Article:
For me, the most important thing to do at a time like that is to ask oneself “are there any greater implications here?” How could it be that there are times that a person thinks of an old friend, whom he hasn’t spoken to in years, and then gets a call from that very same friend the next day? Is there some sort of interconnectivity in the universe, and is that force, perhaps God?

  5. I assume you deliberately did not use the name of the article, magazine, or any other identifying details to not give said magazine publicity that you deemed negative. On the other hand, I’m pretty sure I read the article in question, and I would very much like to hear a different take on what went down with that family, since the reporting presents such a cut-and-dried picture (I lack the Judaism-expertise to read between the lines of the depiction of that community). Is such a post in the works? Maybe by popular demand? 😀

  6. Hi Olivia-
    You probably did read the article I was referring to and yes, you’re right, I did deliberately leave out anything identifying as to not give it even more publicity. For anyone who knows about it, this is my short take on it:

    The girl being interviewed, was unfortunately the product of a lot of family issues. Her mom, like me, became religious on her own, but it should be noted that she also joined like the most extreme right-wing group of Orthodox Jews out there, something that most ba’alei teshuvah (pple that become religious) do not do.

    The woman being interviewed was also a product of divorce, had her mother run away with her and her siblings at one point, only to turn around and join the community again. Clearly and sadly lots of issues.

    Also, there are some points touched upon in the article that I simply can’t speak about because I’m not part of this Chasidic community and therefore even though I’m a totally religious Orthodox Jew myself, some of these community practices (which I’d like to stress are community practices and NOT Jewish law)are completely foreign to me.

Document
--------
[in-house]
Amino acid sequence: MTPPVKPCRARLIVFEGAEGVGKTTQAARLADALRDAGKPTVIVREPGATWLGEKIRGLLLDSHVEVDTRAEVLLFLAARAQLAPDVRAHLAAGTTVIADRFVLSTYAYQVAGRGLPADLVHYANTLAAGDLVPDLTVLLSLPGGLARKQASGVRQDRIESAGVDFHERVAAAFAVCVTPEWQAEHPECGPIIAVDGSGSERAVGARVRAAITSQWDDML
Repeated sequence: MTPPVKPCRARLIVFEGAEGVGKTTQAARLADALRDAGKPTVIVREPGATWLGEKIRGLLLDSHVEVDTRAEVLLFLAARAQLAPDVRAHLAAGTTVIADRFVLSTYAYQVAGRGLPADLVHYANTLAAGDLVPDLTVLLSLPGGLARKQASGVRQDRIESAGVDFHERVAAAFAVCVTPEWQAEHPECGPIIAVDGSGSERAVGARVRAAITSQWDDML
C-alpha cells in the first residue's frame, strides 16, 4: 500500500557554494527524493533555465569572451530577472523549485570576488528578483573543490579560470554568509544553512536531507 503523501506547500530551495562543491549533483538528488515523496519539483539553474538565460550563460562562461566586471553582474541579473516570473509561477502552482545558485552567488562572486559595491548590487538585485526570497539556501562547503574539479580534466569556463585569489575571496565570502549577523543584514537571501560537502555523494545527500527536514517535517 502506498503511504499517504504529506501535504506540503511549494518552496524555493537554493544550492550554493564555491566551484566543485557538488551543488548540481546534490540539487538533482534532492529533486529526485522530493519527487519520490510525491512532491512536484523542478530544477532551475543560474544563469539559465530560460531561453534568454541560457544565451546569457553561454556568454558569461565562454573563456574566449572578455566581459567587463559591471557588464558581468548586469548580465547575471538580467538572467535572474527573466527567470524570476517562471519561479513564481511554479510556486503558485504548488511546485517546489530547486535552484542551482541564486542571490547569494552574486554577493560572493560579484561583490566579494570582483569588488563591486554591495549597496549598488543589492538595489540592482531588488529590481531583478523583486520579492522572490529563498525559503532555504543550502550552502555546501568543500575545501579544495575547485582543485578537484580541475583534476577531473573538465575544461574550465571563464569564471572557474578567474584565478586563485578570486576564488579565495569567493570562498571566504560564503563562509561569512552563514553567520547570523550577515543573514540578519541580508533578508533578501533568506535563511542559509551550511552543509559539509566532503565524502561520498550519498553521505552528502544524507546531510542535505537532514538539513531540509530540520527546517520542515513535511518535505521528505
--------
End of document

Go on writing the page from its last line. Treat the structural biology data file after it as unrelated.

In other cases, the woman being interviewed mentions aspects of Jewish law that all observant Jews practice, but she puts them in such a negative light that I cringed as I was reading about them. (As with many things in life, there are positive ways to understand them, and negative ways. Every aspect of Jewish law mentioned in that article was given the absolute worst spin possible.)

    I can’t undo what is going on in that community or the way it has been portrayed, but my goal with my Jew in the City campaign is to A) be able to put things into my own words (something the members of this Chassidic community were not given the chance to do) and B)try to show that it is possible to be fully committed to Jewish law and a Torah lifestyle without being extreme or judgmental – something that unfortunately some of the Orthodox Jews that make the news have not managed to achieve.

  7. 1. Yep, same article.
    2. I think you’re doing an admirable job at both of your goals. As a potential “re-masterer” (or full-out convert, depending on which Rabbi you ask) myself, your writing has both toned down the scare-factor and tipped me off to resources that I’ve been happy to have in this exploration, as a clear head and clear eyes would hopefully help me avoid situations like the ones that the family in the article has suffered through. So..Thank you.

  8. Glad to be of service, Olivia!